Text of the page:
Skip to main content
PBS logo

Search - Booth

Author: Karen Joy Fowler
In 1822, a secret family moves into a secret cabin some thirty miles northeast of Baltimore, to farm, to hide, and to bear ten children over the course of the next sixteen years. Junius Booth -- breadwinner, celebrated Shakespearean actor, and master of the house in more ways than one -- is at once a mesmerizing talent and a man of terrifying in...  more »
ISBN-13: 9780593331439
ISBN-10: 0593331435
Publication Date: 3/8/2022
Pages: 480
  • Currently 4/5 Stars.

4 stars, based on 2 ratings
Publisher: G.P. Putnam's Sons
Book Type: Hardcover
Other Versions: Paperback
Members Wishing: 22
Reviews: Member | Amazon | Write a Review

Top Member Book Reviews

aprillynn avatar reviewed Booth on + 74 more book reviews
Helpful Score: 2
Interesting fiction novel on the family of John Wilkes Booth. I had no idea his family's celebrity status as famous actors and his dad Junius Booth was a modern day Brad Pitt (complete with cheating scandals!) or that his brother Edwin saved Abe Lincoln's son at a train station. So many interesting facts depicting how JWB life was shaped and the effects his actions had on his family as their reputation and legacy was ruined. At times, the book seemed to drag and at 400+ pages was a lengthy read.
I'd love to see this turned into a movie!
Read All 2 Book Reviews of "Booth"

Please Log in to Rate these Book Reviews

maura853 avatar reviewed Booth on + 542 more book reviews
Interesting, and at times moving. But ultimately disappointing because of the way it holds its subjects at arm's length.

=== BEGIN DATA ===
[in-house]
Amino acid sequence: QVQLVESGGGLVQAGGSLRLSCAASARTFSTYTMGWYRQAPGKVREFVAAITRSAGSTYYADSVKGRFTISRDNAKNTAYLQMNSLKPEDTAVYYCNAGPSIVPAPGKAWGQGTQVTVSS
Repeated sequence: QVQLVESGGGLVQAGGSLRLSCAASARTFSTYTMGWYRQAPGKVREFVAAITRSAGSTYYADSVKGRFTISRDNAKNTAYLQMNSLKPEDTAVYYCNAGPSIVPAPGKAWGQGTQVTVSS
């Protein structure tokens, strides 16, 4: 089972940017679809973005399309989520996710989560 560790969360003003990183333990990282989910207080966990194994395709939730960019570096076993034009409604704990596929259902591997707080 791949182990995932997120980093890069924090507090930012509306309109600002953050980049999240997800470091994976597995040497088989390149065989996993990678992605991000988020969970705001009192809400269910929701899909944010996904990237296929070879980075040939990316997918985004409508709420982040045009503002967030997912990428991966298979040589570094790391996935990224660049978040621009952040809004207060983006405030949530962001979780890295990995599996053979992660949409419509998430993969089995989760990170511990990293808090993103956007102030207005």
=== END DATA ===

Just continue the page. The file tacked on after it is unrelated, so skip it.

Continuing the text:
I think Karen Joy Fowler is a great, interesting writer, even when she doesn't exactly hit the mark. "Sarah Canary" is a fascinating novel that isn't about exactly what you think it's about. I loved "The Imaginary Detective" (very much swimming against the tide of popular opinion) and found it a deeply moving story of what it's like to be the Last (wo)Man Standing of your whole family, and how you move on from that.

I saw echoes of the themes of both of those novels in Booth -- a long, complicated, well-researched, ambitious narrative that isn't exactly about what it appears to be about, on the surface. And a story about how you survive your family (or don't, as it may be). I really enjoyed that, and enjoyed observing how Fowler orchestrates the resonances thrumming along beneath the stories of 19th-century Shakespearean actor Junius Booth Sr., his wife, and his 10 children. Children who included, of course, the one everyone remembers for all the wrong reasons -- John Wilkes Booth, the narcissistic Confederate sympathiser who assassinated Abraham Lincoln.

Fowler is on record, both in interviews and, immediately, in the Author's Note at the end of the novel, as saying that she was determined not to let the focus drift onto John Wilkes -- that, as the title suggests, this is the story of the Booth family, as a family. Part of that story -- superficially the most dramatic part -- comes at the end, as the survivors must deal with the anguish (both personal and public) caused by the terrible action of a difficult but still beloved brother. But the assassination isn't the whole story -- there's enough drama in the lives of even the lesser Booths for a whole novel for any one of them.